Stocks Close Mostly Higher Ahead of a Busy Week…..

U.S. equities began the week by closing mostly higher, as stocks geared up for a week that will include even more earnings results as well as a host of key economic events. The economic calendar for the week came alive earlier today and showed a rebound in durable goods orders for March that was well short of expectations, while regional manufacturing activity in the Dallas region moved further into expansion territory. Meanwhile, earnings season continued to shift into a higher gear, as today both Check Point Software Technologies and Otis Worldwide bested forecasts. However, concerns about rising COVID-19 cases in parts of the world continued to stymie conviction, and sentiment also seemed to remain skittish amid the continued battle over President Biden’s infrastructure spending plan. Treasuries were lower, placing upward pressure on yields, while the U.S. dollar was little changed, gold was higher in choppy action and crude oil prices were down. Asia finished mixed amid increased virus uneasiness in the region, and markets in Europe closed mostly higher.

The Dow Jones Industrial Average fell 62 points (0.2%) to 33,982, the S&P 500 Index increased 7 points (0.2%) to 4,188, and the Nasdaq Composite advanced 122 points (0.9%) at 14,139. In heavy volume, 813 million shares were traded on the NYSE and 4.4 billion shares changed hands on the Nasdaq. WTI crude oil lost $0.23 to $61.91 per barrel. Elsewhere, the Bloomberg gold spot price was $3.77 higher at $1,780.97 per ounce, and the Dollar Index—a comparison of the U.S. dollar to six major world currencies—was little changed at 90.83.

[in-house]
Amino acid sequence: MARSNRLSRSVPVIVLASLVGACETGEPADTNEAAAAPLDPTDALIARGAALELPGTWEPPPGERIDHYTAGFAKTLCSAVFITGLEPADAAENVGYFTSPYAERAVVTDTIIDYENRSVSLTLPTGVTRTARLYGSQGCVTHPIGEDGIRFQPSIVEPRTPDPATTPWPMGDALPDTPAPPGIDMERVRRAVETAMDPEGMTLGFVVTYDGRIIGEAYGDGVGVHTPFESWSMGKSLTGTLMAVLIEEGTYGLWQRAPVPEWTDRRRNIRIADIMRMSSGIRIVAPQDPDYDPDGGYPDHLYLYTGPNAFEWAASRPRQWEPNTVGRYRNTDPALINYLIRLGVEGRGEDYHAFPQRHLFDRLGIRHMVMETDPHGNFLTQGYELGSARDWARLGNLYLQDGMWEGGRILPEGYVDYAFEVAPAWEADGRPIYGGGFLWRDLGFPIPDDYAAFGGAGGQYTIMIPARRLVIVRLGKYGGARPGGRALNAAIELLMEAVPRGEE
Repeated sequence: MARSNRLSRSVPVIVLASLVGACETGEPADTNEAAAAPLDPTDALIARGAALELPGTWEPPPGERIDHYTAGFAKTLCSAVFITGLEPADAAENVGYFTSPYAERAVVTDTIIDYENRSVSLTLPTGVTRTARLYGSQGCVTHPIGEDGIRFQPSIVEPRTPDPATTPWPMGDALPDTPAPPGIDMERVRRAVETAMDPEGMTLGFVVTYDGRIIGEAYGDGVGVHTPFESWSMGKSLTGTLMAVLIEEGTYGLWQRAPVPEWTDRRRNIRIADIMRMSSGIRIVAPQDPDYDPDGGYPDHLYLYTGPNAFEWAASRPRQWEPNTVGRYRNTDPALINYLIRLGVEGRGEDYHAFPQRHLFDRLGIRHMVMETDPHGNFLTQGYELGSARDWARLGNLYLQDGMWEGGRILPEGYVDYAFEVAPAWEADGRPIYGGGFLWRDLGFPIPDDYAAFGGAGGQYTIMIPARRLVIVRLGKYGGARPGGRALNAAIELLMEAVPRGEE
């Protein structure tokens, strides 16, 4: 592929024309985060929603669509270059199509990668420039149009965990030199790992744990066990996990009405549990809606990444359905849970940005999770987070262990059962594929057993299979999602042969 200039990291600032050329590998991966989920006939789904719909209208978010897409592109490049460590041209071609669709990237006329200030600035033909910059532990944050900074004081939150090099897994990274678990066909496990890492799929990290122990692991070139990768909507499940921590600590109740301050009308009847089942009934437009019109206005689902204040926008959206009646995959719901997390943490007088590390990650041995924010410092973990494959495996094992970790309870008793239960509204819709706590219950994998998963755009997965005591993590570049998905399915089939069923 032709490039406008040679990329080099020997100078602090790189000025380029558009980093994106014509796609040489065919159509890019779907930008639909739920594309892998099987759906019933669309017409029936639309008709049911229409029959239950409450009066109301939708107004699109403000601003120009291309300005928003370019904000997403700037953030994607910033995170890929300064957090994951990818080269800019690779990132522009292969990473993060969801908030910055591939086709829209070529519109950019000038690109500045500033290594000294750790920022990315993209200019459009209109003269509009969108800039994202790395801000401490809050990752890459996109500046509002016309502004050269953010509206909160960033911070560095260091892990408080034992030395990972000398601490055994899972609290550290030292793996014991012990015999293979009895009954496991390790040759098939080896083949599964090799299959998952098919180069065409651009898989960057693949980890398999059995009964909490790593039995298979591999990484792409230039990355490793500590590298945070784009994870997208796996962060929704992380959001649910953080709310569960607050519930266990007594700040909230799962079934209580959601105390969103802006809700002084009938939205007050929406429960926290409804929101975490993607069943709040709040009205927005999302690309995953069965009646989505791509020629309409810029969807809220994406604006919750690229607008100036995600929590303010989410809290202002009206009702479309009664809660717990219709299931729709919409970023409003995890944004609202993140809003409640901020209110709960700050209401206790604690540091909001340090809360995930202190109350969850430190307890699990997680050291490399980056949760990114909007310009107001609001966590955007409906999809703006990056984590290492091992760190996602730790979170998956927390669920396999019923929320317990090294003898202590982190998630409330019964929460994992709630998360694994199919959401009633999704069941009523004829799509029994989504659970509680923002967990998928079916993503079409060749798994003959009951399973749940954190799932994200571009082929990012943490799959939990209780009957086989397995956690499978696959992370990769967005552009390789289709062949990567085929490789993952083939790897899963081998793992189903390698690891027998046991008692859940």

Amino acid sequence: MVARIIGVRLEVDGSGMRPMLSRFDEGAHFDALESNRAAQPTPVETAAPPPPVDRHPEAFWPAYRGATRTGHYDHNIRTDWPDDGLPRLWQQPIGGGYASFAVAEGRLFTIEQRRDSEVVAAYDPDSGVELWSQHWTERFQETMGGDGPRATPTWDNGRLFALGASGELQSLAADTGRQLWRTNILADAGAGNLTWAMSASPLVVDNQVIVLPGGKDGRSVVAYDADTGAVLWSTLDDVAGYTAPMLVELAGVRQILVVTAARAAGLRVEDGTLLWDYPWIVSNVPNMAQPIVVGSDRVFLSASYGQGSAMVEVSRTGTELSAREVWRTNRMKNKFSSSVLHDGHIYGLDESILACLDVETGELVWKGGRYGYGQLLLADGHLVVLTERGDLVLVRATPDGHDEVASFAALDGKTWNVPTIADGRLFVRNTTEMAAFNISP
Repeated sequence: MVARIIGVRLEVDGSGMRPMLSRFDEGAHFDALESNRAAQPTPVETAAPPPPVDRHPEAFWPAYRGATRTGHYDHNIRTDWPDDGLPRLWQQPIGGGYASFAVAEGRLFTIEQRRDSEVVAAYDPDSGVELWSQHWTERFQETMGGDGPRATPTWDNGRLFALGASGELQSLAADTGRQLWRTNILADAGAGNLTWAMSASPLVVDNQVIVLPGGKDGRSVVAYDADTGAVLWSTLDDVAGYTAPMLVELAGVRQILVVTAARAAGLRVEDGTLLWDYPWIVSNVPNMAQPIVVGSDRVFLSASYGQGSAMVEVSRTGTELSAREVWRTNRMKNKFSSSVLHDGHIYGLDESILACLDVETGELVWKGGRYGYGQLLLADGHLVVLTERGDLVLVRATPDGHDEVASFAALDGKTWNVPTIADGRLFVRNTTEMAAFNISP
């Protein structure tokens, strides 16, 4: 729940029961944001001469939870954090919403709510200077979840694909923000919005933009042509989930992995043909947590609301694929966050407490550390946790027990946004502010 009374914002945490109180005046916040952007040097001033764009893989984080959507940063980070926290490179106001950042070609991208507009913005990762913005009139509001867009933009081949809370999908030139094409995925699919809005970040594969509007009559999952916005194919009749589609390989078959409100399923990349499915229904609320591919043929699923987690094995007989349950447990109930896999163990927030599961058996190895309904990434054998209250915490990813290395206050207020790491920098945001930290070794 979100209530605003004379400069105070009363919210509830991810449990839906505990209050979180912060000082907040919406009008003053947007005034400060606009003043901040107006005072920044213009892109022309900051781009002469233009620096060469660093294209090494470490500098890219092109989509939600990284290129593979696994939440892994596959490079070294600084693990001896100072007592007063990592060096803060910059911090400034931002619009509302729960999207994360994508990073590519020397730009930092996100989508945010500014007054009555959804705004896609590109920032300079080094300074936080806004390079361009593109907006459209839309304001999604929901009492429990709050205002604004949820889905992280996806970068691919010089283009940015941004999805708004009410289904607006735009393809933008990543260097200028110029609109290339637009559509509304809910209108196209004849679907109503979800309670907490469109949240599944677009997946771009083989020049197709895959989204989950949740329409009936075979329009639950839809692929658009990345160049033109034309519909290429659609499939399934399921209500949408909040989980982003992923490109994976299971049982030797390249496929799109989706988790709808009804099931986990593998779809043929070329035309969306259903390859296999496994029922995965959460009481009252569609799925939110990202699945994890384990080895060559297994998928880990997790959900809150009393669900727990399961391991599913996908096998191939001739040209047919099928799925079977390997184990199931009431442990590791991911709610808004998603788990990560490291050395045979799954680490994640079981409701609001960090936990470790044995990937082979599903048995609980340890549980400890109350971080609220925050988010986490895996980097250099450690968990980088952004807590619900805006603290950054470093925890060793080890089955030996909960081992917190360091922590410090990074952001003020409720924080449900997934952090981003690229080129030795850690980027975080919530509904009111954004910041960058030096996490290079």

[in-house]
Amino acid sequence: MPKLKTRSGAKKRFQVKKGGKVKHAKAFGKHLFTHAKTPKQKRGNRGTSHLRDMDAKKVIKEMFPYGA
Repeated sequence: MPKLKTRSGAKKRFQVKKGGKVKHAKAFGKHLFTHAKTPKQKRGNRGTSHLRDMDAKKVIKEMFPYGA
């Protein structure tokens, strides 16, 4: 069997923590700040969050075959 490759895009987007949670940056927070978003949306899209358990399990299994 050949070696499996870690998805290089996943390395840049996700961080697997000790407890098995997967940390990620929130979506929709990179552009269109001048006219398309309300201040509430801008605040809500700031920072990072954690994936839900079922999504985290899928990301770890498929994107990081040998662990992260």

Durable goods orders miss forecasts, regional manufacturing upbeat…..

March preliminary durable goods orders increased 0.5% month-over-month (m/m), versus the Bloomberg estimate of a 2.5% rise and compared to February’s upwardly revised 0.9% decline. Ex-transportation, orders rose 1.6% m/m, matching forecasts and compared to February’s favorably adjusted 0.3% decrease. Orders for non-defense capital goods excluding aircraft, considered a proxy for business spending, were up 0.9%, compared to projections of a 1.8% rise, while the prior month’s figure was revised higher to a 0.8% decrease.

The April Dallas Fed Manufacturing Index moved further into expansion territory (a reading above zero). The index rose to 37.3 from the 28.9 posted in March and compared to forecasts of an increase to 30.0. Growth in new orders continued and employment accelerated sharply, while prices paid moved noticeably higher.

Treasuries were lower, as the yields on the 2-year note, 10-year note, and 30-year bond all ticked 1 basis point higher to 0.17%, 1.57%, and 2.24%, respectively.

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